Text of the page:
My Cat Has Warts - Types, Causes and Treatment
See files for Cats
Warts may be easier to see on human skin, but cats are also susceptible to them. As with humans, warts on cats can have various underlying causes. They are generally benign skin growths, but the types of warts cats can develop are specific to the species. Many are related to the feline papillomavirus, but some can develop into malignant tumors such as carcinomas. They most often occur in cats which have a compromised immune system, such as elderly cats or those with immune-mediated diseases.
At AnimalWised, we look at why my cat has warts. These skin lesions usually appear when the cat's immune system is low and cannot control their growth. In many cases, treatment is not necessary, but this is not always the case. For this reason, we look at the different types of warts on cats.
What are warts on cats?
As cat guardians, we may wonder whether warts are something which can affect cats. Warts are skin lesions that consist of protuberances which stand raised from the skin. They can be of varying consistencies and shapes, although they are usually somewhat spherical, but flattened to the skin. Although we may not be able to see them due to their fur, cats can develop warts.
The vast majority of warts on cats are caused by the feline papillomavirus (PVF) which was only sequenced in 2002. Other viruses have not yet been sequenced, but many are able to cause warts to develop on cats.
Warts are usually benign and will not cause a problem or bother the cat. They usually disappear on their own and do not spread to other body locations. They are most frequent in older, sick and immunosuppressed cats. In some cases, they can evolve into a malignant tumor such as feline squamous cell carcinoma or not disappear.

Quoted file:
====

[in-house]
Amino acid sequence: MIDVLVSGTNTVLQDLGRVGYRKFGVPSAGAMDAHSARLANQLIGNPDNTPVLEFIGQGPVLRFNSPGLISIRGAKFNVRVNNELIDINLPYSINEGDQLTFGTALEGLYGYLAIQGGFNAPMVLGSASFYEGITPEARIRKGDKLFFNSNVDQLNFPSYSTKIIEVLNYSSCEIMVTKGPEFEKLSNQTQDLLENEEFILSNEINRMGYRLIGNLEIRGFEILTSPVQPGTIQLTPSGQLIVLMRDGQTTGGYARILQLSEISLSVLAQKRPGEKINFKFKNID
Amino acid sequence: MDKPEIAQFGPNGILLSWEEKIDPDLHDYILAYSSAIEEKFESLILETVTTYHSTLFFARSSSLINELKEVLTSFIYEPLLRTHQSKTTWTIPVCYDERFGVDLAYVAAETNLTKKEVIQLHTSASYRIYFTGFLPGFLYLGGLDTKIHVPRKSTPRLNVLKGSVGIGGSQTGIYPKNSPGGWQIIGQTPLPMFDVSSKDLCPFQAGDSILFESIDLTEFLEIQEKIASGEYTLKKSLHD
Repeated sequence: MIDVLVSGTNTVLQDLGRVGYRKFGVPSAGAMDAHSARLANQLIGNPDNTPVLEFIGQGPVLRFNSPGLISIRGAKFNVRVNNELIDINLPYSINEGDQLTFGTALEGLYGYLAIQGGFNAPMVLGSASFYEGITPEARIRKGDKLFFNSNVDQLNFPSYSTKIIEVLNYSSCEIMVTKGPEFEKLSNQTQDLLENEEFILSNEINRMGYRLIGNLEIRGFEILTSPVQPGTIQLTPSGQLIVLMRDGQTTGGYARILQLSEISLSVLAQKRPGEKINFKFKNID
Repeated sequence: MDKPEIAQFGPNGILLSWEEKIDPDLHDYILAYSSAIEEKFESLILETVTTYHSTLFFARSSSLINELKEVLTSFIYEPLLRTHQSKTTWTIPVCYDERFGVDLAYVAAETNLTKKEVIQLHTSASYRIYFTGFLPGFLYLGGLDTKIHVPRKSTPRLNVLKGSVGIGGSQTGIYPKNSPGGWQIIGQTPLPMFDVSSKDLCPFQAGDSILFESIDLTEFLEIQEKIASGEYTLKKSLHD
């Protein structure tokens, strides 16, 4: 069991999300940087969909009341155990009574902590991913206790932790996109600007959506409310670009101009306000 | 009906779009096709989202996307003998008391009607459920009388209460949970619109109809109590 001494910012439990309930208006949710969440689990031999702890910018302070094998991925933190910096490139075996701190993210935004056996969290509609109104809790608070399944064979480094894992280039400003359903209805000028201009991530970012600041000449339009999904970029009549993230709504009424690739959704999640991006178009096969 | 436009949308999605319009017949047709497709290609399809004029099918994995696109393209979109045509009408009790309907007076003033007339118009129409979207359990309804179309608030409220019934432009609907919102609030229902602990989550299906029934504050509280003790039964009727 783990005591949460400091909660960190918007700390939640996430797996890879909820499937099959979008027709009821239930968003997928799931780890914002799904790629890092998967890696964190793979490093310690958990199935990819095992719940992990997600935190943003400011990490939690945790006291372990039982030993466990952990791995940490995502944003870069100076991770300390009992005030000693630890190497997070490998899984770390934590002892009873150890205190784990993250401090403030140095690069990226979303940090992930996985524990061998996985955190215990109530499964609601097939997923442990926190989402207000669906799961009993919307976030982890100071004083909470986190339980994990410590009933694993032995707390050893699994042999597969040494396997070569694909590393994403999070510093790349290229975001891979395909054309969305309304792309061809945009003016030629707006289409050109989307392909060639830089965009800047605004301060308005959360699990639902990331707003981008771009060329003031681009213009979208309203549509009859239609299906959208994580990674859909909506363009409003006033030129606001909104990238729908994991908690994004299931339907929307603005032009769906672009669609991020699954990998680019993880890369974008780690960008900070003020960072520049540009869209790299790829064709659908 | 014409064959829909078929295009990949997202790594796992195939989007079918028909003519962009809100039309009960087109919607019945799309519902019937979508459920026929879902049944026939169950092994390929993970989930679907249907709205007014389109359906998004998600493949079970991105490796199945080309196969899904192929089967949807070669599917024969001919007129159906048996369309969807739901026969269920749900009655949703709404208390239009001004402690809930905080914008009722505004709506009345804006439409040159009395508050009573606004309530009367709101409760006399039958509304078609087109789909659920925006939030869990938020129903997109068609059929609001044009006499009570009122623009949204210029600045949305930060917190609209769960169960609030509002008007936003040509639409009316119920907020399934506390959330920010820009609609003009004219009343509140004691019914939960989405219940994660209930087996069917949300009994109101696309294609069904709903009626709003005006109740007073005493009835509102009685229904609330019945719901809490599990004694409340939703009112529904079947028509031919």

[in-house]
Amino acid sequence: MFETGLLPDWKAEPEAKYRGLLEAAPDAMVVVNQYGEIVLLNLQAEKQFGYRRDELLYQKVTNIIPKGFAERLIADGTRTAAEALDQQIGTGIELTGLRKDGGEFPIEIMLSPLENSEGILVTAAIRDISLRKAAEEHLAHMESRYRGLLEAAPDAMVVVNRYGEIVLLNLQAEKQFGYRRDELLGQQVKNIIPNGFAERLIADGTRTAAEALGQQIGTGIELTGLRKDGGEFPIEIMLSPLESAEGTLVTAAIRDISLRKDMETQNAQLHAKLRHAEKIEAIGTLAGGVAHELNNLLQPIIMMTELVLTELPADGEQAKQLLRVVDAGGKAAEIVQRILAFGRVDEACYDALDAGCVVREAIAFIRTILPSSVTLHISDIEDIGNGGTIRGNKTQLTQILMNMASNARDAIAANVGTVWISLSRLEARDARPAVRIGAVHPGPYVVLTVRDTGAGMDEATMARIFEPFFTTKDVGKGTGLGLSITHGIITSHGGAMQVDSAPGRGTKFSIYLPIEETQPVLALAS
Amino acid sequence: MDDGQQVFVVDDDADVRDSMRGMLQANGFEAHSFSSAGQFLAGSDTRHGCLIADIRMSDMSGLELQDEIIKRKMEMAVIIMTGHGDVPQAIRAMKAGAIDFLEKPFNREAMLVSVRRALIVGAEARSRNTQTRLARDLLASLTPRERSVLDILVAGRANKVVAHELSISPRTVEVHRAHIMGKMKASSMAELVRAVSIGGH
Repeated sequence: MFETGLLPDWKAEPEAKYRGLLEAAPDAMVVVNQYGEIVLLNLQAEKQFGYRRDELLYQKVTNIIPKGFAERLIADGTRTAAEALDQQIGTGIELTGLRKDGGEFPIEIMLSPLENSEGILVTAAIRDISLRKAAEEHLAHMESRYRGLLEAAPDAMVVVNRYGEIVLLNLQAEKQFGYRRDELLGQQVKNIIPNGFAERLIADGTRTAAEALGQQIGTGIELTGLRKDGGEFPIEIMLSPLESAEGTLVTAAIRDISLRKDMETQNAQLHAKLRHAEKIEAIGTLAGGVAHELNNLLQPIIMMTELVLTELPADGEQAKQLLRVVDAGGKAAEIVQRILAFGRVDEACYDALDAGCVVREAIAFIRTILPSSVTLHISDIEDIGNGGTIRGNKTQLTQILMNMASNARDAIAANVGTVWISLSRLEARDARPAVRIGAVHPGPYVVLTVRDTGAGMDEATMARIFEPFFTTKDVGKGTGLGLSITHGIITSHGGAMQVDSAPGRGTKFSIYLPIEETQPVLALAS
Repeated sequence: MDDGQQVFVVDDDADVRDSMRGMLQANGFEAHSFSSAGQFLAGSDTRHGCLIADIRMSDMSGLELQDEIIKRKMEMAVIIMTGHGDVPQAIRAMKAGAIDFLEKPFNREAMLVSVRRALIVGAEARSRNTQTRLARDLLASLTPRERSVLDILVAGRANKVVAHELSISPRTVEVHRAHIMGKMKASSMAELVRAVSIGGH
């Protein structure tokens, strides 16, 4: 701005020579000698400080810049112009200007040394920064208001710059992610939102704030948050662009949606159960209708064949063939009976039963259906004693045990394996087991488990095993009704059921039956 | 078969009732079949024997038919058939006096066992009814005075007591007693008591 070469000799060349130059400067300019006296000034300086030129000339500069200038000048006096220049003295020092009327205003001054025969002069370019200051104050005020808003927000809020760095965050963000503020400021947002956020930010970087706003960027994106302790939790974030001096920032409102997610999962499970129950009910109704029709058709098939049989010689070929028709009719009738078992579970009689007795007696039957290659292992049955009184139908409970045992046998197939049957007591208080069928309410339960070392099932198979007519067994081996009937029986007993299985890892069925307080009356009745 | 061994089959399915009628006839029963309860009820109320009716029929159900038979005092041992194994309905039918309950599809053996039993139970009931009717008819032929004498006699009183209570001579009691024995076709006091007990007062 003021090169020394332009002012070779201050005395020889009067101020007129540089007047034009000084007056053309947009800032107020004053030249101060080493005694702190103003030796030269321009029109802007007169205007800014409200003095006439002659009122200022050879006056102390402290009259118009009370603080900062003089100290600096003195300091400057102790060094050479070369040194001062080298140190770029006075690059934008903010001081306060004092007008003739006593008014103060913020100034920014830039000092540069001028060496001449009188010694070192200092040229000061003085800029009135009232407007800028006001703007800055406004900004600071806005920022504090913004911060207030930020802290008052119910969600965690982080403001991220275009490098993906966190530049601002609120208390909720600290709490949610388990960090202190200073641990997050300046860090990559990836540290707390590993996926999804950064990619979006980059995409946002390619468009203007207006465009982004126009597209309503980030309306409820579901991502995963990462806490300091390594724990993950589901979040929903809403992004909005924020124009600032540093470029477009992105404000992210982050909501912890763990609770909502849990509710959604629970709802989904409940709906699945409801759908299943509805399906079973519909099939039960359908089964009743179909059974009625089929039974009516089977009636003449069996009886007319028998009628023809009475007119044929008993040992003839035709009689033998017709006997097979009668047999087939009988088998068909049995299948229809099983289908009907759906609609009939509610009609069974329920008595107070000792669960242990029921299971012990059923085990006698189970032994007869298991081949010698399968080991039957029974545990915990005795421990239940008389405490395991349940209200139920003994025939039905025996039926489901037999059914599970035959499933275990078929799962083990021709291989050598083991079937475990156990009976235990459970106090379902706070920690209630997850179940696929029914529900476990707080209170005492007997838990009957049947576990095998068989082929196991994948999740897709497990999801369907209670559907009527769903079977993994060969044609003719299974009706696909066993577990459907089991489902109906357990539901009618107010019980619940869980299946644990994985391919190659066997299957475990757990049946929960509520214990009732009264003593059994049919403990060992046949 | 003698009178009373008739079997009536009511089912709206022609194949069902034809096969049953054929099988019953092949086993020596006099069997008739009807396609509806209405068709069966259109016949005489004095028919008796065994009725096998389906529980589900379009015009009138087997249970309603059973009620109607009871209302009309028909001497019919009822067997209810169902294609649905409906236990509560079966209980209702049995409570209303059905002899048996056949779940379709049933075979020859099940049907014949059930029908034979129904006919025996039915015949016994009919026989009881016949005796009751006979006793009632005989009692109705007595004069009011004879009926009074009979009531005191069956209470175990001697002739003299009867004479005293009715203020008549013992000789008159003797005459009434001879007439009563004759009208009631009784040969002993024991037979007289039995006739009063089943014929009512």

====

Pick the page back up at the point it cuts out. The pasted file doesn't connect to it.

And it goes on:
Causes of warts on cats
As we have mentioned, the main cause of warts in cats is the feline papillomavirus. This virus is transmitted directly through contact with an infected cat. It passes through areas of the skin that are injured or open, such as bites, burns, wounds, scratches or deep bites. It can also be spread through an infected cat's toys, food and water. There are many cats that carry this virus and do not show any symptoms of disease, but are potential vectors.
Feline papilloma virus in cats
Initially, the cells that become infected through abrasions or skin lesions are the basal cells of the stratum germinativum. This infection produces hyperplasia and a delay in the maturation of the stratum spinosum and granulosum cells. It is in these cells where protein synthesis of the virus takes place which infects the stratified squamous epithelium of the skin.
When the virus is in the cat's body, it begins to attack the cells and alters their normal functioning. This causes them to divide more frequently. In turn, it also activates genes that promote the growth of cancer and other cells. It also interrupts genes that control or prevent the spread of these cells. For this reason, the virus can trigger malignant tumors in some cats, especially those whose immune response is compromised, such as older, sick and otherwise immunosuppressed cats.
Papillomaviruses are small, non-enveloped viruses belonging to the Papillomaviridae family. Four feline-specific papillomaviruses have been fully sequenced.
Types of warts in cats
Many cats with papillomavirus have a strong immune system that limits the hyperplastic actions produced by the virus on skin cells. In some cats, immunity is insufficient and can cause four types of symptoms caused by papillomavirus in cats: